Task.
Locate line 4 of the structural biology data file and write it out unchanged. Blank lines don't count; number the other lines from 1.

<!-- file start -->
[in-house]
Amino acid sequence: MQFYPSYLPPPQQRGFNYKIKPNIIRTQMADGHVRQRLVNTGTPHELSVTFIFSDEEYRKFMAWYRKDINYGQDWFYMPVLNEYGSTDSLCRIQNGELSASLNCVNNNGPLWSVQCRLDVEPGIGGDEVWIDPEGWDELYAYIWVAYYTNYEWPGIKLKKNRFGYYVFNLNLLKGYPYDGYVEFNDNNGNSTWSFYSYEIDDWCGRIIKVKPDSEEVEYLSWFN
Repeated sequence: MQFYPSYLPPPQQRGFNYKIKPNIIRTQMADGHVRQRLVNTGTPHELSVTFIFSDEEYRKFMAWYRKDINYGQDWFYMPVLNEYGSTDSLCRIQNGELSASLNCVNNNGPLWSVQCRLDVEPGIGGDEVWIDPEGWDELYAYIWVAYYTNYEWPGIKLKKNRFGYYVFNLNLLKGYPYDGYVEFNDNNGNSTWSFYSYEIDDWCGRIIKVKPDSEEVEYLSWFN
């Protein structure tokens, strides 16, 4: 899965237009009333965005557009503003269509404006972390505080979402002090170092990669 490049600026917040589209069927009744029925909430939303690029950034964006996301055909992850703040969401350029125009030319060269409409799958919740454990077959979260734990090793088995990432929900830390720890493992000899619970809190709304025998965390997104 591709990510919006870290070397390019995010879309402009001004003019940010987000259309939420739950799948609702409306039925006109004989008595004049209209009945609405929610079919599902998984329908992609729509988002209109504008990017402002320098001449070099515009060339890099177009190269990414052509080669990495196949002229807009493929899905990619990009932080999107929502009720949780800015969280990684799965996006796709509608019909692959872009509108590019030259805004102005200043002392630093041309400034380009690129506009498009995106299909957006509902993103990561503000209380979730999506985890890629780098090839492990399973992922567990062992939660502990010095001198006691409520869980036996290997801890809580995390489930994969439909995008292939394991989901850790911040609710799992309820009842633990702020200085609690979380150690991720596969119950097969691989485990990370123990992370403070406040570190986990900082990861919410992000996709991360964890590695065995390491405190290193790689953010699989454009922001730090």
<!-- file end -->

């Protein structure tokens, strides 16, 4: 899965237009009333965005557009503003269509404006972390505080979402002090170092990669 490049600026917040589209069927009744029925909430939303690029950034964006996301055909992850703040969401350029125009030319060269409409799958919740454990077959979260734990090793088995990432929900830390720890493992000899619970809190709304025998965390997104 591709990510919006870290070397390019995010879309402009001004003019940010987000259309939420739950799948609702409306039925006109004989008595004049209209009945609405929610079919599902998984329908992609729509988002209109504008990017402002320098001449070099515009060339890099177009190269990414052509080669990495196949002229807009493929899905990619990009932080999107929502009720949780800015969280990684799965996006796709509608019909692959872009509108590019030259805004102005200043002392630093041309400034380009690129506009498009995106299909957006509902993103990561503000209380979730999506985890890629780098090839492990399973992922567990062992939660502990010095001198006691409520869980036996290997801890809580995390489930994969439909995008292939394991989901850790911040609710799992309820009842633990702020200085609690979380150690991720596969119950097969691989485990990370123990992370403070406040570190986990900082990861919410992000996709991360964890590695065995390491405190290193790689953010699989454009922001730090």